[LINK] The impact of DRM on the market for new content [Was: alternate media formats]
Alex (Maxious) Sadleir
maxious at gmail.com
Sat Mar 5 16:47:56 AEDT 2011
On Sat, Mar 5, 2011 at 3:45 PM, Rick Welykochy <rick at praxis.com.au> wrote:
> Tom Koltai wrote:
>>> Anyone recall the
>>> release of a the DVD DRM cracker on the net in the 90's?
>> I think it may have been called:
>> | Program Name: | DVD Decrypter |
>> | Author: | LIGHTNING UK! |
> I remember now. It was a REALLY simple program, only a few lines
> in Perl, called DeCSS. The file de-css.zip went viral minutes
> after being released. The cat was out of the bag and DVDs were
> forever more "open".
> "In protest against legislation that prohibits publication of copy protection
> circumvention code in countries that implement the WIPO Copyright Treaty
> (such as the United States' Digital Millennium Copyright Act), some have devised
> clever ways of distributing descriptions of the DeCSS algorithm, such as through
> steganography, through various Internet protocols, on t-shirts and in dramatic
> readings, as MIDI files, as a series of haiku poems, and even as a so-called
> illegal prime number. However, the CSS algorithm seems to require more characters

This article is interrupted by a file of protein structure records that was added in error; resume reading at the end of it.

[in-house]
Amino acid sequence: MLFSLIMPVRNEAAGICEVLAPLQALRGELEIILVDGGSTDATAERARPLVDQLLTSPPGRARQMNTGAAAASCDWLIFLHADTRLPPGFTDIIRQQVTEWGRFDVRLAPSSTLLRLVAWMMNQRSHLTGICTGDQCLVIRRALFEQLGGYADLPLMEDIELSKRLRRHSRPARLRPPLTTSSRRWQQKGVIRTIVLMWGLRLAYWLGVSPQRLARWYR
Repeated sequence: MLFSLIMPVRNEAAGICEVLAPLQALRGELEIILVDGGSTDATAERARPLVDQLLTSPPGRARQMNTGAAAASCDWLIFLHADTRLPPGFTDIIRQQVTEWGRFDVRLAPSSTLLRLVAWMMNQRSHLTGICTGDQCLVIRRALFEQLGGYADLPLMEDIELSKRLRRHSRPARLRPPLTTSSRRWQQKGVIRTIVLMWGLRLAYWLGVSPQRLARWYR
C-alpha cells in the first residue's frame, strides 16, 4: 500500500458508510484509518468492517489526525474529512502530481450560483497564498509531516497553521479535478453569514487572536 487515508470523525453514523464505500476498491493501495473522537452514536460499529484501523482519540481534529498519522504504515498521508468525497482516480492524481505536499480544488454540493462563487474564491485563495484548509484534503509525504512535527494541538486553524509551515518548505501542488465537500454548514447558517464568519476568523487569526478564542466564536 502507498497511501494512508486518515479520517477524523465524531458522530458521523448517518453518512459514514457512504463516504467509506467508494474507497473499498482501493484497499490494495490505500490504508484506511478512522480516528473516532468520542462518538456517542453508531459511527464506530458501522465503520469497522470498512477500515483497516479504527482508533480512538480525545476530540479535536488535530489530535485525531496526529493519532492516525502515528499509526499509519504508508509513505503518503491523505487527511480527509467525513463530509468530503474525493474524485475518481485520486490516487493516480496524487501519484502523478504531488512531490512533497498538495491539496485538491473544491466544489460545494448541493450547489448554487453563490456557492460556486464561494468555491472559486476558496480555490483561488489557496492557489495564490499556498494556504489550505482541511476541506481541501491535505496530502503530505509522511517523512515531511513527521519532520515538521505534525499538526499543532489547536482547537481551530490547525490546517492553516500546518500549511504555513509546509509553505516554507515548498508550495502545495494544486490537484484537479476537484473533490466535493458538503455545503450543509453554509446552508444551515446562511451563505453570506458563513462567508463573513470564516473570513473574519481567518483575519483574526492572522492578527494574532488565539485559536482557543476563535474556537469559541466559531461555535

> to describe in a computer programming language than the RC4 algorithm by RSA Data
> Security; one of the shortest implementations of DeCSS (called "efdtt") is 434 bytes.
> Because of this, it has not been distributed by some of the more "inventive" methods
> used to distribute the RSA algorithm during the days of ITAR — it is not suitable
> for tattoos, email signatures, etc."
> I like that ... "an illegal prime number".
> The same is bound to happen to Blu Ray and similar schemes. And I
> see no reason that Apple and Mickeysoft's DRM cannot be easily
> cracked, since the keys are either online or on your HDD.
This artistic expression of illegal prime numbers has occurred for
many forms of DRM: Blu-Ray/AACS (they change the keys on new releases
but perfectly secure key exchange to millions of devices isn't really
possible, right?), HDCP (controls the transfer of decoded Blu-rays
between hardware devices), Texas Instruments calculators (Math geeks
are the worst audience for secret prime numbers) and most recently the
Playstation 3 (which had in it the keys for systems it emulates such
as the Playstation Portable and Playstation 2).
The absurdity of illegal prime numbers seemed clear when Sony PR
accidentally retweeted one of the PS3 keys thinking it was Battleship
co-ordinates because it was represented in hexadecimal form:
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